George Lopez is telling another mostly Latino full house some things they already know: the differences between Chicanos (as he prefers to be called) and their Anglo neighbors.
“Chicanos don’t drive hybrids,” he says. “We still chop down trees and throw used oil on the side of the house.” God forbid a Chicano is overheard ordering a chicken Caesar salad with, you know, the dressing on the side. “Más put!'” he exclaims (a slang expression which, roughly translated, refers to … something appealing to a fellow’s “feminine side”). “We don’t want less, we want more! And we want it on top!”
Lopez’s unmistakable appeal to live audiences — Latino and non-Latino alike — continues to result in sold-out concerts. That includes seven recent shows at the Gibson (formerly Universal) Amphitheater in L.A.; 6,000 tickets (out of 11,000 seats) sold the first day for a gig in Austin, Texas; and two recent sold-out shows at the Terrace Theater at the Long Beach Convention Center, where his “Why You Cryin’ ” Showtime special was recorded two years ago.
“He was huge before the TV show, and now he’s a monster,” says fellow comic Bryan Kellen, who’s opened for Lopez on and off for the past eight years.
The comedian’s act is made up of tales about what it’s like to be Chicano in America, drawn mostly from his own life experiences.
“Many comics have pieces and bits they do, but it’s usually in a certain area they’re known for,” says Ron De Blasio, Lopez’s manager. “When you talk about your own life and what you experience, as George does, you’re really laying yourself bare. And he’s able to speak as if he’s still back there.”
“He’s shockingly honest onstage,” says Kellen. “He’s able to talk about some terrible moments in his life and just make them hilarious.”
That kind of honesty hasn’t always come easily for Lopez.
“When I first started 25 years ago, I was painfully shy, completely inept in conversation,” he explains. “I wasn’t comfortable in my own skin, but I’ve learned through the harshest business of all how to come out of my own shell and still be compassionate.”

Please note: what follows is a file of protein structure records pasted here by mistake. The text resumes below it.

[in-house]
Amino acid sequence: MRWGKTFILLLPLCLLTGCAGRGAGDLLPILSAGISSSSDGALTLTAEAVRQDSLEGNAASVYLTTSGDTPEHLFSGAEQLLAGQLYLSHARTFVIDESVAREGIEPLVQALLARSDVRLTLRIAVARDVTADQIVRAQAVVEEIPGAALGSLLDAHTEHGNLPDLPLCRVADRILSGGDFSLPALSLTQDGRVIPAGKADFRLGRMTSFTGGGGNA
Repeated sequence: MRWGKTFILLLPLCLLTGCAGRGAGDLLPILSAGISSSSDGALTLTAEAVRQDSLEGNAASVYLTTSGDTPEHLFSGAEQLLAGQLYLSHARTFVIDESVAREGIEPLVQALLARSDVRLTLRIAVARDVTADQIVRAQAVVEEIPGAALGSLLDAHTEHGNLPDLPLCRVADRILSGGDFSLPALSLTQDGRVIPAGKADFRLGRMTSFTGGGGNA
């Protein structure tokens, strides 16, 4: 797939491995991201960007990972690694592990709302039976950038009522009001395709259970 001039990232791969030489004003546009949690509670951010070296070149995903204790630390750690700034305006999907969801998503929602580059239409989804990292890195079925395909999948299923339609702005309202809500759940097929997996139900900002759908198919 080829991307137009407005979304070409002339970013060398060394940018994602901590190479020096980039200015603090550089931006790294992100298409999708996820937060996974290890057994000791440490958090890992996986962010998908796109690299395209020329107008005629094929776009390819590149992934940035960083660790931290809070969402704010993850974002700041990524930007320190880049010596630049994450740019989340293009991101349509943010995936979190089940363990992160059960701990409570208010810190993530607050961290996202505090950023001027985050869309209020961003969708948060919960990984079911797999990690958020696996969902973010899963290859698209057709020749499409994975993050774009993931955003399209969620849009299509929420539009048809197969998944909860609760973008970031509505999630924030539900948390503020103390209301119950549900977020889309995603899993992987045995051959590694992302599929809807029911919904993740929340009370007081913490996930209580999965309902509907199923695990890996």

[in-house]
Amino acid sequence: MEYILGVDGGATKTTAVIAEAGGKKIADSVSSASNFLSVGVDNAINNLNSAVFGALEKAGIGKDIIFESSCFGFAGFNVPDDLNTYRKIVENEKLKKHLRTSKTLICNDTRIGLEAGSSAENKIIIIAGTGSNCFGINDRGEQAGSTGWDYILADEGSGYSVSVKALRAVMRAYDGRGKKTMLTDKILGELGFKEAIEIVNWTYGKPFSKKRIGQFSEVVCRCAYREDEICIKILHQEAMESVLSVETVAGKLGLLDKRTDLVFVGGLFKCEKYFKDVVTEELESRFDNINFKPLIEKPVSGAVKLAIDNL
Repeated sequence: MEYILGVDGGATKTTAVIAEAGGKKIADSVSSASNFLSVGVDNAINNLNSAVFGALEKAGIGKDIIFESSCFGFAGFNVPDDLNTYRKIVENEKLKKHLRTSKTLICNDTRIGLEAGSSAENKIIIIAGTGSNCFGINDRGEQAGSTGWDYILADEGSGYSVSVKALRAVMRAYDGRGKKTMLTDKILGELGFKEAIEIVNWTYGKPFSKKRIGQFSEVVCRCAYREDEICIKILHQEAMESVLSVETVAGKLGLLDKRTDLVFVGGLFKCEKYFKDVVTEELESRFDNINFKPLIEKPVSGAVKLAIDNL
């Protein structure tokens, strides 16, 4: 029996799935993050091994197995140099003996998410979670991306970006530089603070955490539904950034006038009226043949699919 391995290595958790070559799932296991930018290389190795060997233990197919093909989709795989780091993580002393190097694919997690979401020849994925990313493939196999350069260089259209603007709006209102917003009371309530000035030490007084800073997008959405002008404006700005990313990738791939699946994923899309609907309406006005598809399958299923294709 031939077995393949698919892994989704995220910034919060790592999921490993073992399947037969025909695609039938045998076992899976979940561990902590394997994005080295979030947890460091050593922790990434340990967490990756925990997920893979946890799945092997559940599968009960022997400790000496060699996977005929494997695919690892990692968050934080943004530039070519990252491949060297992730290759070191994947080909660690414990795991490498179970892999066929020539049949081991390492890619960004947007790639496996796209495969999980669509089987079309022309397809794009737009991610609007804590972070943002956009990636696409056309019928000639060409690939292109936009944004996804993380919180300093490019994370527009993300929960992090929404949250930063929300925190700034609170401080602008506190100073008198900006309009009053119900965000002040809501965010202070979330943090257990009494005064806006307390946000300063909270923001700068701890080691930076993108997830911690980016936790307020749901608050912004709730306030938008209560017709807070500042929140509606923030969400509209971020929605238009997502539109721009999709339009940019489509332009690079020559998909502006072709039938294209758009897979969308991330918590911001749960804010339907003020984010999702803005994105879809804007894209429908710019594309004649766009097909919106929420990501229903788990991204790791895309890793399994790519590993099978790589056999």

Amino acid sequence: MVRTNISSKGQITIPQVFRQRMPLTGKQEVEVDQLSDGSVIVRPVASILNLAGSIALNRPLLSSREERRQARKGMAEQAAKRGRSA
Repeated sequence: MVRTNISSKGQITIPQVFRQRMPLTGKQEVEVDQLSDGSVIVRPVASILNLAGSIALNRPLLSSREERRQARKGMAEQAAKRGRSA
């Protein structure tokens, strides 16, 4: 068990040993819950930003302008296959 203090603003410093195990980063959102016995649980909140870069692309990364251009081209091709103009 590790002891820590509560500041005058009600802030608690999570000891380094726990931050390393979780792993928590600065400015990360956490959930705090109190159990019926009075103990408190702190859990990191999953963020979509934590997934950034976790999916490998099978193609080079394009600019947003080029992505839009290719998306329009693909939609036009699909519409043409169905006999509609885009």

He regularly meets with fans backstage after his 90-minute concerts.
“I went to enough Dodger games growing up to know what it’s like to have somebody walk by you and make you feel like you weren’t even there. I sometimes spend more time backstage than I’ve spent onstage.”
Lopez’s onstage act always includes a message encouraging the audience to support their children in their dreams, something he says he never had. “I say, ‘Tell them they can do whatever they want, even if you don’t believe it.’ To be bigger than you, and better than you.”
He also touches on another serious subject, something comics usually don’t: his recent kidney transplant (Lopez received a kidney last April from his wife, Ann).
“He encourages the crowd to take care of their health, which is certainly something that sets him apart,” notes Robin Tate, Lopez’s concert promoter.
Unlike fellow comedian and latenight talkshow host Jay Leno, who plays comedy clubs at a breakneck pace, Lopez squeezes in concert gigs whenever possible. Typically, he’ll perform at the start of his hiatus week from his TV series once a month, and at least one weekend each month, with more during the summer.
“I still have a poor man’s mentality,” Lopez explains. “I go out there and work because I’m still just afraid of being poor.”
The writers from his series often attend his live shows in Southern California to help them stay true to his onstage persona.
“Every time he’s in town playing, there’s always somebody from the writing staff there,” says De Blasio. “They listen to what he’s saying and try to put it in the show, to make it work. George then will review the script, to make sure that it’s still his voice.”
Lopez gets onstage with subjects that are on his mind.
“He doesn’t do the same show every night,” notes Kellen. “He just goes by what’s on his mind and works the material as he’s saying it onstage, which is a very difficult thing to do.”
“It’s really like jazz for me,” Lopez says. “Carlos Santana turned me onto this kind of thinking. I told him my daughter wanted to play guitar, and he said, ‘Pretend that there are strings connected from your heart to your arm, and you’re playing the strings.’ I’m just playing the strings. You just go out there and you feel it and play the notes. I know the notes.”